Getting the job done with fewer dollars
When Ken Ryder became public works director for Lebanon, N,H., (population 35,000), there was a clear mission ahead. Get the job done with fewer dollars. Costs were increasing as was the workload. The community’s growth, coupled with state and federal mandates, was making it more and more difficult to maintain the same level of service and stay within budget.
The department needed to control costs and operate more efficiently, and detailed cost information was needed to make valid decisions. However, it was quickly discovered that record-keeping was virtually nonexistent.The county wasn’t even manually recording some information,” Ryder says. “How can costs be managed if the county doesn’t even know what they [email protected] The county is responsible for millions of taxpayer dollars, and it is not able to account for where all the money is going.” To solve the problem, Ryder found Complete Street, a software application designed by CitiTech Systems, Rapid City, S.D., specifically designed for public works and road departments.
The software integrated all major tasks into one program. This approach, called activity-based costing, or ABC for short, is a major departure from tradition.
When someone does something uses a truck or takes inventory items – one entry captures important detail information.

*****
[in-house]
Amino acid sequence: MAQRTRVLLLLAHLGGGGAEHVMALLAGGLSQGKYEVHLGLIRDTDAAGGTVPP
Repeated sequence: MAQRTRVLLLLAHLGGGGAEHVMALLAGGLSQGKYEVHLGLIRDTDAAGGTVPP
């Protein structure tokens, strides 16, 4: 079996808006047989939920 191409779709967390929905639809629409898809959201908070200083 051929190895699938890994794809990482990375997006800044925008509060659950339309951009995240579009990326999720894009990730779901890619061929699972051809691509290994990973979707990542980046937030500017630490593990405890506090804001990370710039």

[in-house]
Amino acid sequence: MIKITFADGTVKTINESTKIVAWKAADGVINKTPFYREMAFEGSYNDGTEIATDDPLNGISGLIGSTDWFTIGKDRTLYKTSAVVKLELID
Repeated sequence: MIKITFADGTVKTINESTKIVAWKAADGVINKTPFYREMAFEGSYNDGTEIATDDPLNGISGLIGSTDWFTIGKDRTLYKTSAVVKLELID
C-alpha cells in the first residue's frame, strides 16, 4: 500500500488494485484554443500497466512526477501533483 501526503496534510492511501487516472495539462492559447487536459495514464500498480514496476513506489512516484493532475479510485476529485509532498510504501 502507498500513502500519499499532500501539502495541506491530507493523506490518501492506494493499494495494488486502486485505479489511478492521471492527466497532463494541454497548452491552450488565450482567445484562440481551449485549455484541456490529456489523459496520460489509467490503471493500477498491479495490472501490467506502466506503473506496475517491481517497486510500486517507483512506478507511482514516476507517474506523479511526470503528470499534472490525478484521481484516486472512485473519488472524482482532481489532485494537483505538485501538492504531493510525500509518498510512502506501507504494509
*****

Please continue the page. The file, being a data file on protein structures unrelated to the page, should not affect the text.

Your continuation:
Rather than using five or six separate entries, the single entry manages all the major functions of the department, from fleet maintenance to pavement management.
For example, the system can track the individual cost of potholes. Until recently, cities and counties did not bother tracking individual costs because they managed departments and programs, not individual costs.
The software integrates work order management, fleet management, project management, equipment maintenance management, inventory control and purchase orders, payroll reporting, pavement management, traffic safety, fund accounting, budgeting, job costing and labor accounting into one comprehensive application. Information is available in one place instead of scattered in several different software programs.
When a council member asks how much was spent on pothole repair costs on the northside of town in the past six months, the answer is a few keystrokes away.
When a taxpayer complains that nothing is being done to maintain the street, a detailed history is available instantly.